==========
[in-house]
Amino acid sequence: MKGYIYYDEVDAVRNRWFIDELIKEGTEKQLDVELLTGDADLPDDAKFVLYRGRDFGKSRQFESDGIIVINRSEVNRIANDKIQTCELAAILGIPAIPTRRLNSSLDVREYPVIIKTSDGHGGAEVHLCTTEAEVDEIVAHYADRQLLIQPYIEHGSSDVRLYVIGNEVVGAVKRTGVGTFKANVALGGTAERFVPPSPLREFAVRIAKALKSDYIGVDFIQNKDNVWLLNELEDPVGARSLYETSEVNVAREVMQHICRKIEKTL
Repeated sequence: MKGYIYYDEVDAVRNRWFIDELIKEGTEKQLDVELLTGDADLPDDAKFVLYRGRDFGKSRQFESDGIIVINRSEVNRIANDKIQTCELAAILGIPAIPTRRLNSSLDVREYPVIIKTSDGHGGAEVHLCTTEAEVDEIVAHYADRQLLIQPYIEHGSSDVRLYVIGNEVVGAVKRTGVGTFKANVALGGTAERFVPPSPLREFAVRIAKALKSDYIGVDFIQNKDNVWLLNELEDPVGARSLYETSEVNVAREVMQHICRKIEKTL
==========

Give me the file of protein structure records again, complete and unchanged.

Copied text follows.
[in-house]
Amino acid sequence: MKGYIYYDEVDAVRNRWFIDELIKEGTEKQLDVELLTGDADLPDDAKFVLYRGRDFGKSRQFESDGIIVINRSEVNRIANDKIQTCELAAILGIPAIPTRRLNSSLDVREYPVIIKTSDGHGGAEVHLCTTEAEVDEIVAHYADRQLLIQPYIEHGSSDVRLYVIGNEVVGAVKRTGVGTFKANVALGGTAERFVPPSPLREFAVRIAKALKSDYIGVDFIQNKDNVWLLNELEDPVGARSLYETSEVNVAREVMQHICRKIEKTL
Repeated sequence: MKGYIYYDEVDAVRNRWFIDELIKEGTEKQLDVELLTGDADLPDDAKFVLYRGRDFGKSRQFESDGIIVINRSEVNRIANDKIQTCELAAILGIPAIPTRRLNSSLDVREYPVIIKTSDGHGGAEVHLCTTEAEVDEIVAHYADRQLLIQPYIEHGSSDVRLYVIGNEVVGAVKRTGVGTFKANVALGGTAERFVPPSPLREFAVRIAKALKSDYIGVDFIQNKDNVWLLNELEDPVGARSLYETSEVNVAREVMQHICRKIEKTL